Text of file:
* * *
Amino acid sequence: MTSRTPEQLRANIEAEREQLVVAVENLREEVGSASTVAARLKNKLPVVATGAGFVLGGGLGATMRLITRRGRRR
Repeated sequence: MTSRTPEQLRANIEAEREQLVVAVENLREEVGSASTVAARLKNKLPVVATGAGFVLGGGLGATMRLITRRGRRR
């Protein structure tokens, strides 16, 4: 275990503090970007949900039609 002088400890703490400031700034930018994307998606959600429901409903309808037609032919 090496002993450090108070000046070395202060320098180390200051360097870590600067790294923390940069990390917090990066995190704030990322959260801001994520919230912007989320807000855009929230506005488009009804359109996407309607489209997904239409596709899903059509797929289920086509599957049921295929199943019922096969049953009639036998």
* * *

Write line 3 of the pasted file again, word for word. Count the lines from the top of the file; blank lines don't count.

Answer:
């Protein structure tokens, strides 16, 4: 275990503090970007949900039609 002088400890703490400031700034930018994307998606959600429901409903309808037609032919 090496002993450090108070000046070395202060320098180390200051360097870590600067790294923390940069990390917090990066995190704030990322959260801001994520919230912007989320807000855009929230506005488009009804359109996407309607489209997904239409596709899903059509797929289920086509599957049921295929199943019922096969049953009639036998």